The critically acclaimed neo-noir graphic novel, set in 1981 Los Angeles country music clubs, continues with Volumes 2 and 3, now available to back on Kickstarter.
Acclaimed cartoonist and veteran animator Stephan Franck (Despicable Me, The Iron Giant, What If...?) has returned to his comic series “Palomino,” a neo-noir graphic novel set in the lost culture of Los Angeles’ country music clubs. Franck and his Dark Planet Comics label have turned to Kickstarter to crowdfund Volumes 2 and 3 of the series originally launched on Kickstarter in 2020 with the support of nearly 700 backers.
Check out an exclusive first look at Volume 2 of Franck’s “Palomino” now:
Set in Los Angeles in the year 1981, “Palomino” speaks to Los Angeles' weird and forgotten history with heavy doses of music and mystery, where Farrah Fawcett hair reigns supreme, Ronald Reagan is beginning his first term as President, and LA’s hottest music spot is North Hollywood's historic Palomino Club. In Volume 2, former Burbank PD detective turned PI Eddie Lang dives deeper into the murder case of a former TV actress and quickly finds himself uncovering too many deadly truths. Meanwhile, his old-soul teenage daughter Lisette just might be even more hard-boiled than her father. Lisette’s frustrated by her father’s refusal to reopen her mother’s cold case and she decides to begin her own investigation. What could possibly go wrong.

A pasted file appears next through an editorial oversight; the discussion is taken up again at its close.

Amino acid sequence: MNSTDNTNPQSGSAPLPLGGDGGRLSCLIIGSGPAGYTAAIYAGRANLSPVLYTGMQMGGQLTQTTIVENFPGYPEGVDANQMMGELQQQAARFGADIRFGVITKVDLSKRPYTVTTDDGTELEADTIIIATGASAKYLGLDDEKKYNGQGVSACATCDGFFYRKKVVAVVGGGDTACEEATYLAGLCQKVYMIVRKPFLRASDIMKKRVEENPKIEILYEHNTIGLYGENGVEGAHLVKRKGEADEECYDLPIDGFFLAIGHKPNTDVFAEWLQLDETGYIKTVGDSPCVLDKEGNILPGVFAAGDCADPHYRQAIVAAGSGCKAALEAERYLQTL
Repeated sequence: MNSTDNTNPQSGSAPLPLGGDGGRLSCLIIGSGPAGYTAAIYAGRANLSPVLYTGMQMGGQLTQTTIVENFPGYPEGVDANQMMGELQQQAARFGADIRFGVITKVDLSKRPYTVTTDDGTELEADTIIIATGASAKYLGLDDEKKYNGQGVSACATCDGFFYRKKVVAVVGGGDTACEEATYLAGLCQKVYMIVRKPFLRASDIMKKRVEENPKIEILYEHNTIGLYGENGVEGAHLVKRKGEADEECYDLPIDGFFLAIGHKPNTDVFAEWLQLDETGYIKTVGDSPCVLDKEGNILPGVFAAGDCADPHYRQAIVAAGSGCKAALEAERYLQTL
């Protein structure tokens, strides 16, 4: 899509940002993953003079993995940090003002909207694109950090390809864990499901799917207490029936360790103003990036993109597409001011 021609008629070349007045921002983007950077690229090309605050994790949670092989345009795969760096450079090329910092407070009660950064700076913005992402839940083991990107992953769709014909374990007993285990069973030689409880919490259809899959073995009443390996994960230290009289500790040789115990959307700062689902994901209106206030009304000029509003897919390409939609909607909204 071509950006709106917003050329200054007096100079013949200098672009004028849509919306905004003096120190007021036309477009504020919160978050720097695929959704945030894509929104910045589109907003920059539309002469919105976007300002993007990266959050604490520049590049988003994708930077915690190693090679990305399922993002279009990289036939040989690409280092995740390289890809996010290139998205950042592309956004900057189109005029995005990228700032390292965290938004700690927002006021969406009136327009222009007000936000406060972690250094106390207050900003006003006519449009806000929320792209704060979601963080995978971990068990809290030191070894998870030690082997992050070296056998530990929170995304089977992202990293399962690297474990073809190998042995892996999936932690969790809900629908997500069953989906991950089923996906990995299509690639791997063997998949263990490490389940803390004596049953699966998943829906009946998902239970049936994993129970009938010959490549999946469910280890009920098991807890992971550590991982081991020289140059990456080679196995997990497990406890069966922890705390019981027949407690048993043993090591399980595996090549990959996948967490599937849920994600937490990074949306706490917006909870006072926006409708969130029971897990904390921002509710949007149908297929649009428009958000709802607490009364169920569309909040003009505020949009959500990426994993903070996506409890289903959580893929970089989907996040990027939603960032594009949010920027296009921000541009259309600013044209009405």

Of his work in both animation and comics, Franck described to AWN, “I fell in love with the art forms of animation and comics at a very young age. Some of my earliest memories include using the living room coffee table as a light box to animate Tintin’s rocket taking off. So to me, the two art forms were always intertwined. That’s why I am so happy that the animation industry is finally allowing us to tell the kind of stories that it wouldn’t have 10 years ago–and most importantly, to do it without the intermediation of old “animation tropes”. But for all the kinship between the two art forms, in practice, they each bring me something unique. Animation is about collaboration. It’s an incredible opportunity to collaborate and learn from amazing artists and storytellers. Everything I’ve learned about art and storytelling, I’ve learned by osmosis working with animation artists. And it’s a chance to create a spectacle that is truly magic and universal. It’s honestly incredible. But in comics–especially the way I do it–there is an authorship that I couldn't get anywhere else. There is an intimacy with the characters and the story that is unparalleled. There’s no hiding place. It’s raw and true. I love it.”
Check out the project page for “Palomino” Volumes 2 and 3, now live on Kickstarter.